A View From New Delhi Chester Bowles

Format:
Paperback
Publication date:
10 Nov 1969
ISBN:
9780300105469
Imprint:
Yale University Press
Dimensions:
276 pages:

Categories:

This selection of speeches and articles turned out by the U.S. Ambassador to India from 1963 to 1969 is fresh, informative, and pertinent, documenting as it does the range and intensity of the American government’s interest in the problems of a developing country. 
For all of Chester Bowles’ passion for ideas, he anchors his most speculative thinking in solid fact.  Both because of his analysis and interpretation and because of the wealth of interesting facts about India, the United States, and the Far East built into every page, this volume contains much of consequence for anyone concerned about the role of the United States in Asia. It also reflects the new India emerging at the moment of the generational change in the leadership which led it to independence.
A former Governor and Congressman from Connecticut, as well as an economic administrator under Presidents Roosevelt and Truman, Mr. Bowles first went to India as Ambassador in 1951. John F. Kennedy made him Under Secretary of State in 1961, and then two years later he returned to India where he again served as Ambassador until April 1969.  When Kennedy announced the nomination in 1963, he said: “No American has a deeper understanding of India and Asia than Governor Bowles.”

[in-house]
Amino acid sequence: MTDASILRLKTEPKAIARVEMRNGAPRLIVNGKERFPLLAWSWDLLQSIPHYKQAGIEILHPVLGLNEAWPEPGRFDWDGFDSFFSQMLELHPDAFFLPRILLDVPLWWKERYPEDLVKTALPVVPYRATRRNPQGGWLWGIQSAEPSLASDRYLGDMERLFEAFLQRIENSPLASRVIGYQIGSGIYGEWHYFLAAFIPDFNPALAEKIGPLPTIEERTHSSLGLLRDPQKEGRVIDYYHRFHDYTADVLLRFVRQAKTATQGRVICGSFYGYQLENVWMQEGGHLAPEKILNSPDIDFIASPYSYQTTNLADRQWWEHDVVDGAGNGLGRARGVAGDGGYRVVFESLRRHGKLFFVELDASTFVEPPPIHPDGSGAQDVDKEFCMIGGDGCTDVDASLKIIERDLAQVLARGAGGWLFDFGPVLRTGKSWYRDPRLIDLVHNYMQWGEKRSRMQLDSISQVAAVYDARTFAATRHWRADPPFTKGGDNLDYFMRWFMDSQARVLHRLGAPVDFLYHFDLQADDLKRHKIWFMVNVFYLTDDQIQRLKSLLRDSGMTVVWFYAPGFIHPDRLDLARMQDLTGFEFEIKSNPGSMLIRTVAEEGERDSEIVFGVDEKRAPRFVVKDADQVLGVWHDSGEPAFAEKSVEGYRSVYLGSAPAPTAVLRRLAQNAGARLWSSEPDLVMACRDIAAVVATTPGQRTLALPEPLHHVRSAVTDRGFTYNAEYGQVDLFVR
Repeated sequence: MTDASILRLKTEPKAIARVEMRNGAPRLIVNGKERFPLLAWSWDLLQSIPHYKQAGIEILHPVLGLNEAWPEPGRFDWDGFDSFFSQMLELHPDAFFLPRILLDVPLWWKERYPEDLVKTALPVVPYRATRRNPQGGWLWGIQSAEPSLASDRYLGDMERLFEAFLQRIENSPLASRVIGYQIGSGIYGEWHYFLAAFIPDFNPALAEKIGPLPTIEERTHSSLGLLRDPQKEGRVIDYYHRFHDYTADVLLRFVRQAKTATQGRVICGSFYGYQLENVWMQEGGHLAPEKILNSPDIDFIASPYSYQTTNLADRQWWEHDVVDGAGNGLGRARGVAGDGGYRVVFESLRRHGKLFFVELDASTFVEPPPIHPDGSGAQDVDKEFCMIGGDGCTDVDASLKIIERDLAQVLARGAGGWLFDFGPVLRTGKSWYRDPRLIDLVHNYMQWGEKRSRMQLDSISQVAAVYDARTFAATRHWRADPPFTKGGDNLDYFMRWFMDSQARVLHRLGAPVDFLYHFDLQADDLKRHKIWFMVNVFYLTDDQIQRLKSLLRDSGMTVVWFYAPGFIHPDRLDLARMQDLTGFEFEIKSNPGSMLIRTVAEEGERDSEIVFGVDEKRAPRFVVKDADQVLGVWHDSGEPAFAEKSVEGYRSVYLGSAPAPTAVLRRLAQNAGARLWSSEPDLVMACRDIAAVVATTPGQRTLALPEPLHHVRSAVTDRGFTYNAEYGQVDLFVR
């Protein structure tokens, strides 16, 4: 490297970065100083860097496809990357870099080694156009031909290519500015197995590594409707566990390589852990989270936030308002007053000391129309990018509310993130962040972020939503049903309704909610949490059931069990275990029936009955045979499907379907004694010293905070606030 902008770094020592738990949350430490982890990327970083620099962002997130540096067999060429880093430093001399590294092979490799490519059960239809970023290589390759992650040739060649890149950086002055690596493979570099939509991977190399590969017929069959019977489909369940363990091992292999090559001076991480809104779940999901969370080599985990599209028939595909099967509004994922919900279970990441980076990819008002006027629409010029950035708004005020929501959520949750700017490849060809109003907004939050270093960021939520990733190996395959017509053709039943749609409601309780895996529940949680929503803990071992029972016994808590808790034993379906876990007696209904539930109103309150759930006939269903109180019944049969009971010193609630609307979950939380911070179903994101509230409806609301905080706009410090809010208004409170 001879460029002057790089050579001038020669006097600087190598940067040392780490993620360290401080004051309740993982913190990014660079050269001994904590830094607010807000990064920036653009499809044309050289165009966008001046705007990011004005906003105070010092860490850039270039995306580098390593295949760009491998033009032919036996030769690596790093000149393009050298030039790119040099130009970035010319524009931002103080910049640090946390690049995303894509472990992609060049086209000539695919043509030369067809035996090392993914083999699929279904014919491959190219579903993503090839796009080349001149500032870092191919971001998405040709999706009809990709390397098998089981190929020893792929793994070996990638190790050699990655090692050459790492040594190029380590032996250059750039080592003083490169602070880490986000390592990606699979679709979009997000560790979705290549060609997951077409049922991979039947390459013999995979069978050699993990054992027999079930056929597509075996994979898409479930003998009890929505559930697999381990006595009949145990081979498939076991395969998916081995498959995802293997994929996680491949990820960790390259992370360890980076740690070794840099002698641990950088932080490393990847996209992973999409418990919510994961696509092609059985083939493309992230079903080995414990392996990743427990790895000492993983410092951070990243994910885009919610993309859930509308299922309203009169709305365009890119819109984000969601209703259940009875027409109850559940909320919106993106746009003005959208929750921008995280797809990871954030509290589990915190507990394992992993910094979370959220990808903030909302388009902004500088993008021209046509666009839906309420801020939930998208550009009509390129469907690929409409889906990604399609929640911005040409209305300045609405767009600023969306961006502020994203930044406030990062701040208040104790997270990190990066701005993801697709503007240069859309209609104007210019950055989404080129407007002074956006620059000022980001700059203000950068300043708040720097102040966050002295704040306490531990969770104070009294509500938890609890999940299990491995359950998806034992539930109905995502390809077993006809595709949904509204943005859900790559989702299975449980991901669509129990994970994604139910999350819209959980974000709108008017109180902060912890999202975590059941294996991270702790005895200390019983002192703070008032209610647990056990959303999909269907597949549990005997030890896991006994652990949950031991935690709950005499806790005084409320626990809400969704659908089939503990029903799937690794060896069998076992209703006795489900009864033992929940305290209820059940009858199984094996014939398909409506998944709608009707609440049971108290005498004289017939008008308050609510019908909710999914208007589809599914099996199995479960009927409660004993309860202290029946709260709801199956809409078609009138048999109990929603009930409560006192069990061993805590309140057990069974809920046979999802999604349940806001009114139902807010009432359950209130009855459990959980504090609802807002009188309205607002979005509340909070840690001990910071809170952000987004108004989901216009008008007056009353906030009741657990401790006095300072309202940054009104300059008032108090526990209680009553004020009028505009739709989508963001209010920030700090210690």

"This selection of speeches and articles turned out by the U.S. Ambassador to India from 1963 to 1969 is fresh, informative, and pertinent, documenting as it does the range and intensity of the American government's interest in the problems of a developing country. It is clear that when Ambassador Bowles stressed the crucial importance of the land ownership and rural poverty problems for India and for the developing countries generally, he went intuitively to the very root of the difficulty. . . . It is a cardinal virtue of this warm-hearted man's approach to the problems . . . that he sees them, not primarily in terms of savings, investment, and other economic functions and concepts, but in terms of the human beings whose needs, interests, and dignity must above all else be served."?Saturday Review


"A valuable record of a part of his distinguished public career, for which both his country and the country of his mission should be grateful."?Journal of Developing Areas